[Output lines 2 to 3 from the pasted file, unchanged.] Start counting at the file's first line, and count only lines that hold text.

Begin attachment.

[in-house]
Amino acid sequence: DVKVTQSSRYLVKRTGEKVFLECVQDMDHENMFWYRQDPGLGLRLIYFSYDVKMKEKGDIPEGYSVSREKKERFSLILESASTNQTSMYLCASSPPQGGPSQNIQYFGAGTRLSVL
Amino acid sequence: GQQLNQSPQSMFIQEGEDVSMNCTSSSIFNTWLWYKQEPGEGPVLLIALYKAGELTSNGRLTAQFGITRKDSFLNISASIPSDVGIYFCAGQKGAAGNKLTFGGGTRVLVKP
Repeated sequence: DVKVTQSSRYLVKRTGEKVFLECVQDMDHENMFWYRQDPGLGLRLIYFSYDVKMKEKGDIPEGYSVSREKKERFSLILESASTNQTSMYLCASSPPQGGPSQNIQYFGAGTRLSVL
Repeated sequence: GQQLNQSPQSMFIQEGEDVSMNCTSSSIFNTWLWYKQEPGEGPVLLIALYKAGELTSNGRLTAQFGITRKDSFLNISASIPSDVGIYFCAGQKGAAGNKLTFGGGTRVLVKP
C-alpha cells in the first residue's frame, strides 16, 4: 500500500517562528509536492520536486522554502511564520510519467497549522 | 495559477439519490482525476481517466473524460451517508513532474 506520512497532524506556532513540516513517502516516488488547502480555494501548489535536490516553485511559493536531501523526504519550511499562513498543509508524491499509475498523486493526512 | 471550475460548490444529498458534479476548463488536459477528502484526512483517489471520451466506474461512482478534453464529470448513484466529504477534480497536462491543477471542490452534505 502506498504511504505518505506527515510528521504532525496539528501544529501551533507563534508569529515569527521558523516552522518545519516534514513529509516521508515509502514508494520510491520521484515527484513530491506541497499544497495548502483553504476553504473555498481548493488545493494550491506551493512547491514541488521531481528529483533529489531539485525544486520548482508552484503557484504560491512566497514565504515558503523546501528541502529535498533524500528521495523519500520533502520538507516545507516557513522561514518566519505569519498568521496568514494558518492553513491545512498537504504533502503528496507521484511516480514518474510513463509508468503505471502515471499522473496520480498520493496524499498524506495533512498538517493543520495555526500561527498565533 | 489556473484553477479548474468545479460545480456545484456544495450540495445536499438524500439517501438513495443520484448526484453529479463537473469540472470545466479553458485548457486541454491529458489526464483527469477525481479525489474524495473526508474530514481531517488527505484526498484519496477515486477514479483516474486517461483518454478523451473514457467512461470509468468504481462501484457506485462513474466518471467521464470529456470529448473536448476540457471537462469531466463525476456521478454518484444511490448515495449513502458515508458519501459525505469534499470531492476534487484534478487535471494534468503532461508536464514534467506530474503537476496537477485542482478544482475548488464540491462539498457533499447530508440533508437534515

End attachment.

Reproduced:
Amino acid sequence: DVKVTQSSRYLVKRTGEKVFLECVQDMDHENMFWYRQDPGLGLRLIYFSYDVKMKEKGDIPEGYSVSREKKERFSLILESASTNQTSMYLCASSPPQGGPSQNIQYFGAGTRLSVL
Amino acid sequence: GQQLNQSPQSMFIQEGEDVSMNCTSSSIFNTWLWYKQEPGEGPVLLIALYKAGELTSNGRLTAQFGITRKDSFLNISASIPSDVGIYFCAGQKGAAGNKLTFGGGTRVLVKP